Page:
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Developments in later years

During the 1960's the appellate and original jurisdiction work of the High Court had grown to burdensome proportions. Sir Garfield Barwick, both as a Minister in federal Parliament (1958-1964) and as Chief Justice of the High Court (from 1964), proposed a new federal superior court to free the High Court from much of this work. The proposal grew in strength in subsequent years and, in 1976, legislation was passed establishing the Federal Court of Australia.

Appeals to the Privy Council from decisions of the High Court were effectively ended by the combined effects of the Privy Council (Limitation of Appeals) Act 1968 and the Privy Council (Appeals from the High Court) Act 1975. However, a right of appeal to the Privy Council remained from State courts, in matters governed by State law, until the passage of the Australia Acts, both State and Federal, in the 1980s.

In 1977 the Constitution Alteration (Retirement of Judges) Act was proclaimed, ending the life tenure of High Court Justices. The Act required that all Justices appointed from then on must retire on attaining the age of 70 years.

In 1979 the High Court was given the power to administer its own affairs by the passage of the High Court of Australia Act 1979. This Act, which was proclaimed on 21 April 1980, prescribes:

  • The qualifications for, and method of appointment of, the Justices;
  • The administration of the Court's affairs under the Act, including the appointment, functions and powers of certain Court officers;
  • High Court Registry and procedure;
  • Methods of funding and control of the Court's finances; and
  • Reporting and accountability arrangements.

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In its early years, the High Court shared courtroom and registry facilities with State courts in Sydney and Melbourne. Separate facilities were eventually provided for the High Court in Sydney in 1923. In Melbourne, a special building for the Court was constructed and opened in 1928. The Principal Registry of the High Court was located in these Melbourne premises until 1973, when it was transferred to Sydney.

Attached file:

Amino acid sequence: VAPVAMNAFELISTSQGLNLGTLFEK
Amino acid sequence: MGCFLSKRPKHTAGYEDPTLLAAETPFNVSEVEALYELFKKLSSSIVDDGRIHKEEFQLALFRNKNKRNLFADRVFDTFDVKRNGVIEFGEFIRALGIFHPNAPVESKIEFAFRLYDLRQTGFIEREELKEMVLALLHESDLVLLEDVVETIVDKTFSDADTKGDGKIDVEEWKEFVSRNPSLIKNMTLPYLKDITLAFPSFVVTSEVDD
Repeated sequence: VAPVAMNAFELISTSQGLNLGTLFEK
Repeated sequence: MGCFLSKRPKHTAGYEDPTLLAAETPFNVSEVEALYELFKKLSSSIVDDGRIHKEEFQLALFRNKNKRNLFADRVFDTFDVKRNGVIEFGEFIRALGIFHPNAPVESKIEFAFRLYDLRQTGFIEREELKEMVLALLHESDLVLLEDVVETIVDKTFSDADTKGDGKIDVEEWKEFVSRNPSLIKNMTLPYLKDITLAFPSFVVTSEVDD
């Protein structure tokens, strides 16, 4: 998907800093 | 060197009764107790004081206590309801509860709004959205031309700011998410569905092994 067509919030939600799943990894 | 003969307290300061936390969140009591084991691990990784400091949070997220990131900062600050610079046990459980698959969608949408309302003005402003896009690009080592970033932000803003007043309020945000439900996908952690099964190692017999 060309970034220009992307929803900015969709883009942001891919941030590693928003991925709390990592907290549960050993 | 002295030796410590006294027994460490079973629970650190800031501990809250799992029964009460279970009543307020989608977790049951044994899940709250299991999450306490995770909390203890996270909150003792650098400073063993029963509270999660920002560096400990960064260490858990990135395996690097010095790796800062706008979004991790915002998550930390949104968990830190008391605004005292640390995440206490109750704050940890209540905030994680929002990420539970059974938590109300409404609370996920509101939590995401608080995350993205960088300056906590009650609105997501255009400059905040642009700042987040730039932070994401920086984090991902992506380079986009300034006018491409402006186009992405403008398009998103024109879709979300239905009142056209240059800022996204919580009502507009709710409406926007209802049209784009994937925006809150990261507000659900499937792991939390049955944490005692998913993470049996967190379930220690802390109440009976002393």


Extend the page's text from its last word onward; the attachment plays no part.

A national competition for the design of a permanent home, in Canberra, for the High Court took place in 1972-73. Construction of the building began in 1975 and it was opened by Her Majesty the Queen on 26 May 1980. The Court and its Principal Registry were immediately transferred to the new building and the first sitting in this location took place in June 1980.

NOTE: more information on the High Court building may be found at the High Court building

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Sitting practice

Today, most sittings take place in Canberra. Sittings are also scheduled in Sydney and Melbourne, usually on one day per month on an alternating basis. In addition, the Court continues the practice, established on its inauguration in 1903, of sitting in the capital cities of Queensland, South Australia, Western Australia and Tasmania once each year if there is sufficient business to warrant it.

Since 1989, the High Court has occasionally heard applications for special leave to appeal by video link with Brisbane, Adelaide and Perth. This method of hearing, which is designed to save litigants the cost of flying their counsel to Canberra, is becoming more and more popular.

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Further reading

For those interested in reading more about the history of the High Court and its impact on Australian law, a selected list of books on those subjects is given below.

Bennett J.M, Keystone of the Federal Arch (Canberra 1980): AGPS

Blackshield, Tony, Coper, Michael and Williams, George (eds), The Oxford Companion to the High Court of Australia (Melbourne, 2001) Oxford University Press

Coper, Michael, Encounters with the Australian Constitution (North Ryde 1987): CCH

Deakin, Alfred, The Federal Story (Melbourne 1944): Melbourne University Press

Dixon, Sir Owen, Jesting Pilate (Melbourne 1965): Law Book Company

Else-Mitchell, Mr Justice, Essays on the Australian Constitution (Sydney 1961): Law Book Company

Galligan, Brian, Politics of the High Court (St Lucia 1987): University of Queensland Press

Howard, Colin, The Constitution, Power and Politics (Melbourne 1980): Fontana

Hull, Crispin, The High Court of Australia: Celebrating the Centenary 1903-2003 (Sydney, 2003) Thomson

La Nauze, J.A, The Making of the Australian Constitution (Melbourne 1972): Melbourne University Press

Lee, H. P. and Winterton, George (eds), Australian Constitutional Landmarks (Cambridge, 2003). University Press

Menzies, Sir Robert, Central Power in the Australian Commonwealth (2nd edn, Melbourne 1968): Cassell Australia Ltd

Sawer, Geoffrey, Australian Federal Politics and Law 1901-1929 (Carlton 1972): Melbourne University Press

Sawer, Geoffrey, Australian Federal Politics and Law 1929-1949 (Carlton 1974): Melbourne University Press

Solomon, David, The Political Impact of the High Court (Sydney 1992): Allen & Unwin

Zines, L. ed, The High Court and the Constitution (4th edn 1997): Butterworths